Moreover, the study concluded that mucosal alignment tended to overestimate platform deviation, and the trueness of complete-arch implant scanning varied among tested intraoral scanners. The type of ISB and intraoral scanner selected, as well as the scanning technique and patterns have an impact on the accuracy of the resulting digital scans. Every intraoral scanner (IOS) possesses the capability to create a digital impression of complete implants in an in vitro setting, aligning with the average misfit value. Nevertheless, upon conducting a 3D distance analysis, it was observed that only the Primescan and iTero exhibited minimal systematic error sources [22,23,24]. Notably, the ZI scan body exhibited considerably lower distance deviation, whereas using splinting scan bodies with floss resulted in a marked increase in distance deviation [20, 23]. Regarding ISB characteristics, the shape and the material have a noticeably influence on the digital transfer accuracy. Dome-shaped ISBs compared to cuboid-shaped as well as titanium ISBs compared to polyetheretherketone (PEEK) resulted in higher accuracy of the respective first-mentioned variants [25, 26]. High precision digital scanning has been shown to be directly dependent on the geometry and surface texture of the selected ISB. Sharp edges can cause significant noise that ultimately reduces the accuracy of the final digital scan [25]. Measurement techniques and scanning aids are other factors that may influence the precision of ISBs. The utilization of a point-based technique might be favored in research investigations focusing on the scan accuracy of implants due to its superior reliability compared to the circle-based technique [10, 27, 32]. As a limitation of these in vitro results, it should be noted that in a clinical setting, saliva, moisture, and oral conditions might further affect the accuracy of ISBs [25, 26].

Future clinical research with larger cohorts and objective evaluation methods are needed to validate these findings and fully investigate the impact of various factors on the transfer accuracy of ISBs during digital impression taking. The discussion of factors influencing the performance of ISBs in digital scans can be structured as followed to enhance clarity:

  • Scan Body Design:

The geometric features of scan bodies, including their shape, bevel geometry, and surface texture, have a profound impact on scan accuracy. Research suggests that the bevel’s orientation, particularly when the implant is positioned lingually, contributes to higher precision. Additionally, dome-shaped ISBs have demonstrated superior accuracy compared to cuboid-shaped counterparts, emphasizing the significance of their geometric design.

  • Scan Body Material:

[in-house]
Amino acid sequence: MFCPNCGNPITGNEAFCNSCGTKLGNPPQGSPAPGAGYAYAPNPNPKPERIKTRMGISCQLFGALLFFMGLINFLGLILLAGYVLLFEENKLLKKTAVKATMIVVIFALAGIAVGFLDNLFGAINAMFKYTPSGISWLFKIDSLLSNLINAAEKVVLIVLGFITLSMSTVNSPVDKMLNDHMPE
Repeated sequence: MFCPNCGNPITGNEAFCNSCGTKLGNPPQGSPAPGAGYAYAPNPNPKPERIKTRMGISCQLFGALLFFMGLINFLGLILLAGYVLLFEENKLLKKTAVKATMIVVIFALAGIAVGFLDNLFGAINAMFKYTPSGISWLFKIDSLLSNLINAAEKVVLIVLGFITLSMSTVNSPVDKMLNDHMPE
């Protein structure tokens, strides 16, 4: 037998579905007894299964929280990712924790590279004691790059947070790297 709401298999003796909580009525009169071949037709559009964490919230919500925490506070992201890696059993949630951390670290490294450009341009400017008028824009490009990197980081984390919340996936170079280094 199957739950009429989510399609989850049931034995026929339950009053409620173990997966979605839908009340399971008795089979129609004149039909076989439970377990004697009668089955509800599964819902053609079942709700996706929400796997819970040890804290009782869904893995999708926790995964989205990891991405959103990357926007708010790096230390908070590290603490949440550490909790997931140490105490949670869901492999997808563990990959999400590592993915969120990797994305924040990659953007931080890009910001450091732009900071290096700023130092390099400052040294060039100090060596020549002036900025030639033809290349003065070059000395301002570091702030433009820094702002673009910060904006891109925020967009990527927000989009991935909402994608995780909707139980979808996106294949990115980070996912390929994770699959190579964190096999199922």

Beyond geometric considerations, the material composition of scan bodies plays a crucial role in scan accuracy. Variations in materials, such as titanium versus polyetheretherketone (PEEK), have been identified as influencing factors.

  • Body Fit:

The fit of scan bodies, influenced by factors like mucosal alignment, can impact platform deviation and, consequently, accuracy. While operator experience shows an enhanced accuracy in the edentulous mucosa, it does not significantly affect implant platform deviation. Further studies may provide insights into optimizing the interplay between fit and operator proficiency.

  • Implant Position and Angulation:

Precise implant positioning and angulation are critical considerations for scan accuracy. Notably, the angulation of implants, can contribute to change the scan results.

  • Operator Skill:

The influence of operator skill on scan accuracy remains a subject of controversy. Conflicting viewpoints from studies underline the need for a nuanced understanding of the specific aspects of operator proficiency that may impact scan outcomes.

  • Type of ISB, Intraoral Scanner, and Scanning Strategy:

The choice of scan body type, intraoral scanner, and scanning technique significantly affects scan accuracy. Optimal combinations of these elements remain a subject for exploration, urging further research to identify strategies that enhance the precision of digital scans.

  • Measurement Techniques and Scanning Aids:

Various measurement techniques and scanning aids contribute to the precision of intraoral scans. Furthermore, it’s crucial to acknowledge that clinical conditions, including saliva, moisture, and oral factors, may introduce additional complexities not fully captured in in vitro settings.

Limitations and potential sources of bias

While this systematic review provides insights into the factors influencing the performance of implant scan bodies (ISBs) in digital scans, it is essential to acknowledge certain limitations that may affect the interpretation of the results.